|A wire basket from an old, chest freezer, a plastic garbage bag, a picnic table and off screen to the left, a snow bank.|
|Dimensions of the wire basket are 20" long by 10" wide by 7" tall for a calculated volume of a bit less than 7 gallons. In metric, that is 500mm long by 250mm wide by 175mm tall with a volume of about 27 liters.|
|Momentarily distracted by a passing thought of caution I added a chunk of firewood at the end of the trap. I did not need to.|
|The view downrange.|
|Houston, we have collateral damages. The zero temperature this morning probably made the plastic of the table brittle. I will have to fix that before Mrs ERJ notices. I will use yellow pine.|
|Do you see the bullet?|
|It is right in the middle of the red circle.|
|A closer view. There were no signs that the bullet hit the chunk of firewood.|
|The basket is reusable.|
|This is what the reloader wants to see. How widely did it expand. How much weight is retained.|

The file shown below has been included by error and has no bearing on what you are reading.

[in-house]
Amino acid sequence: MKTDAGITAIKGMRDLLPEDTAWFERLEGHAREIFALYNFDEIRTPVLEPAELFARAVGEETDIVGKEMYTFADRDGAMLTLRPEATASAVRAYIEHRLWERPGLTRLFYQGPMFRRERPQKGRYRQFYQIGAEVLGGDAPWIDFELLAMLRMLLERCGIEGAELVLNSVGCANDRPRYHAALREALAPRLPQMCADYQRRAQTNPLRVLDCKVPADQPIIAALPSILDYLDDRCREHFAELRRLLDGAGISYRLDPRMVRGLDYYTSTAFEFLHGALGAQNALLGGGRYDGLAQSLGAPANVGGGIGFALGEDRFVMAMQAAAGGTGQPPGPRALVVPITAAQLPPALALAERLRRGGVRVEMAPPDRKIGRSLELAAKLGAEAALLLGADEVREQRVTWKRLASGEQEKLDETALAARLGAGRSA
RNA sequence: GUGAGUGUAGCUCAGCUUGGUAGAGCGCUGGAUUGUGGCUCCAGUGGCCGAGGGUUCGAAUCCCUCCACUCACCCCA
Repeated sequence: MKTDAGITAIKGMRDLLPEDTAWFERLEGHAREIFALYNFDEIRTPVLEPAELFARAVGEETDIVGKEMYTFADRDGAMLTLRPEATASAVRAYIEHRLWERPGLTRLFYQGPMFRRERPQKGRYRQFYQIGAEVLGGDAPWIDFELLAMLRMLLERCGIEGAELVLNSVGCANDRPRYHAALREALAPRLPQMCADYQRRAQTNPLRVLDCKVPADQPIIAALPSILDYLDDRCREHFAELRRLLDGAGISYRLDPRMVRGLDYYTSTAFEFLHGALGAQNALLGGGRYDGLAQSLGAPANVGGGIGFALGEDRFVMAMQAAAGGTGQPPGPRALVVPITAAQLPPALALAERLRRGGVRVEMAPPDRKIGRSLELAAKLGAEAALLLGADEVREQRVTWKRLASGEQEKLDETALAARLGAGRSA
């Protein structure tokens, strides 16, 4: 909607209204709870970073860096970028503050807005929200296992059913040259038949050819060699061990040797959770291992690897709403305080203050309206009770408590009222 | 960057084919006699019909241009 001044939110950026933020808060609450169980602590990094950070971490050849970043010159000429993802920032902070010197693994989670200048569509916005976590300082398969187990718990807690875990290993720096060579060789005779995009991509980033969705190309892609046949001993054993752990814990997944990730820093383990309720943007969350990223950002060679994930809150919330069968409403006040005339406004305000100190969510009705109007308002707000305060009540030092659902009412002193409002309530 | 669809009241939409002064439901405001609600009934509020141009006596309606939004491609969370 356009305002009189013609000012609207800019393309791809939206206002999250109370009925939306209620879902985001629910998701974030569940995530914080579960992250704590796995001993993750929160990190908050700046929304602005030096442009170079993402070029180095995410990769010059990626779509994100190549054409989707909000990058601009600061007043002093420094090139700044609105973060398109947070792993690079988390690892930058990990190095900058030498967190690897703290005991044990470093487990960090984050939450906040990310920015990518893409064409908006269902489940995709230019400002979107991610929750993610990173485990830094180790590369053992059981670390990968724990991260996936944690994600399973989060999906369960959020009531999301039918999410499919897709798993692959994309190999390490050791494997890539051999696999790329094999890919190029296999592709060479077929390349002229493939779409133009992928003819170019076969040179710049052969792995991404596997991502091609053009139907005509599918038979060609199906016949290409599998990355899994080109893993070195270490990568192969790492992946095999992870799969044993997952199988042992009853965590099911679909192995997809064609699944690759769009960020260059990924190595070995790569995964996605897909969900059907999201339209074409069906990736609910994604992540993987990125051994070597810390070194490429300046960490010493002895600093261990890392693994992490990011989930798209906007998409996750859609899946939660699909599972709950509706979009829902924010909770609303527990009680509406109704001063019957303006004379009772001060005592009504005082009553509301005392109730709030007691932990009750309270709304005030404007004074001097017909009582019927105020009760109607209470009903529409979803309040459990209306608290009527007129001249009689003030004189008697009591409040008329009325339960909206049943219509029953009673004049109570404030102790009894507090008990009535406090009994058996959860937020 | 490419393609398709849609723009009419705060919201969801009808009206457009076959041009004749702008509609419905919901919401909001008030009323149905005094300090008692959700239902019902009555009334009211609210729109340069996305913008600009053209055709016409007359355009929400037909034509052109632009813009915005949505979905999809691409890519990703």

|The smooth face of this bullet is indicative of a bullet that has been trapped in water. The diameter was 0.575"|
- The top of the picnic table needed replacement anyway.
- The 20" long water trap stopped a stout, big game bullet.
- The 20" long water trap should be capable of stopping handgun bullets if they expand.
- It is always prudent to have a backstop. Bullets do not always travel in a straight line after hitting the surface of the trap.
- It was easy to find the expanded bullet to collect expansion and retained weight data.
- The wire basket is reusable. The big game bullet bent it up somewhat, but the big game round delivered 9.5 times more energy than a 9mm handgun round.
- Garbage bags are cheap.